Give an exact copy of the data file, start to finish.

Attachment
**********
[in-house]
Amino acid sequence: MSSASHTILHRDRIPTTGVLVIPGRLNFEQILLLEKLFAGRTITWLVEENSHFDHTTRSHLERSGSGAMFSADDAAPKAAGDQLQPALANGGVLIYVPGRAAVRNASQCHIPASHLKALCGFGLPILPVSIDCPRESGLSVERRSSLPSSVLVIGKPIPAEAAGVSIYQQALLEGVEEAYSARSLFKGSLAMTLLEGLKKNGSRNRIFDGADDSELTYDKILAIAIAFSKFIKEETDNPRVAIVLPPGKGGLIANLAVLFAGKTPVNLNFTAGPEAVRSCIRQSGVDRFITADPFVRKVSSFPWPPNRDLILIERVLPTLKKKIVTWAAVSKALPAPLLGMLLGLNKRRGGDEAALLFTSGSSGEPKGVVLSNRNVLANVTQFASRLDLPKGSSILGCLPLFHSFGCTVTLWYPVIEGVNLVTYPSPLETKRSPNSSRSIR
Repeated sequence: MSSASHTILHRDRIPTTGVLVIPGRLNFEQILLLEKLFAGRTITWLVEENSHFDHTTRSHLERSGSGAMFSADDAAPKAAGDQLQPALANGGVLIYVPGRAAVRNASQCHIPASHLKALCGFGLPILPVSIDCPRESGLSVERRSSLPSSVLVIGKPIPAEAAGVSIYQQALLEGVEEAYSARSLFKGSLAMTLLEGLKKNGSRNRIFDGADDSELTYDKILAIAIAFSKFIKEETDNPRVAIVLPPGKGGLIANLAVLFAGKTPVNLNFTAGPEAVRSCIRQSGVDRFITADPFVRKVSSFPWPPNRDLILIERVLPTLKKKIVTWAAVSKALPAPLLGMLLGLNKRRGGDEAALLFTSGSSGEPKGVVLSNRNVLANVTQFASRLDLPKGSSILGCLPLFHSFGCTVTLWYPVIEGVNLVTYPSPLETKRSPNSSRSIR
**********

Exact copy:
[in-house]
Amino acid sequence: MSSASHTILHRDRIPTTGVLVIPGRLNFEQILLLEKLFAGRTITWLVEENSHFDHTTRSHLERSGSGAMFSADDAAPKAAGDQLQPALANGGVLIYVPGRAAVRNASQCHIPASHLKALCGFGLPILPVSIDCPRESGLSVERRSSLPSSVLVIGKPIPAEAAGVSIYQQALLEGVEEAYSARSLFKGSLAMTLLEGLKKNGSRNRIFDGADDSELTYDKILAIAIAFSKFIKEETDNPRVAIVLPPGKGGLIANLAVLFAGKTPVNLNFTAGPEAVRSCIRQSGVDRFITADPFVRKVSSFPWPPNRDLILIERVLPTLKKKIVTWAAVSKALPAPLLGMLLGLNKRRGGDEAALLFTSGSSGEPKGVVLSNRNVLANVTQFASRLDLPKGSSILGCLPLFHSFGCTVTLWYPVIEGVNLVTYPSPLETKRSPNSSRSIR
Repeated sequence: MSSASHTILHRDRIPTTGVLVIPGRLNFEQILLLEKLFAGRTITWLVEENSHFDHTTRSHLERSGSGAMFSADDAAPKAAGDQLQPALANGGVLIYVPGRAAVRNASQCHIPASHLKALCGFGLPILPVSIDCPRESGLSVERRSSLPSSVLVIGKPIPAEAAGVSIYQQALLEGVEEAYSARSLFKGSLAMTLLEGLKKNGSRNRIFDGADDSELTYDKILAIAIAFSKFIKEETDNPRVAIVLPPGKGGLIANLAVLFAGKTPVNLNFTAGPEAVRSCIRQSGVDRFITADPFVRKVSSFPWPPNRDLILIERVLPTLKKKIVTWAAVSKALPAPLLGMLLGLNKRRGGDEAALLFTSGSSGEPKGVVLSNRNVLANVTQFASRLDLPKGSSILGCLPLFHSFGCTVTLWYPVIEGVNLVTYPSPLETKRSPNSSRSIR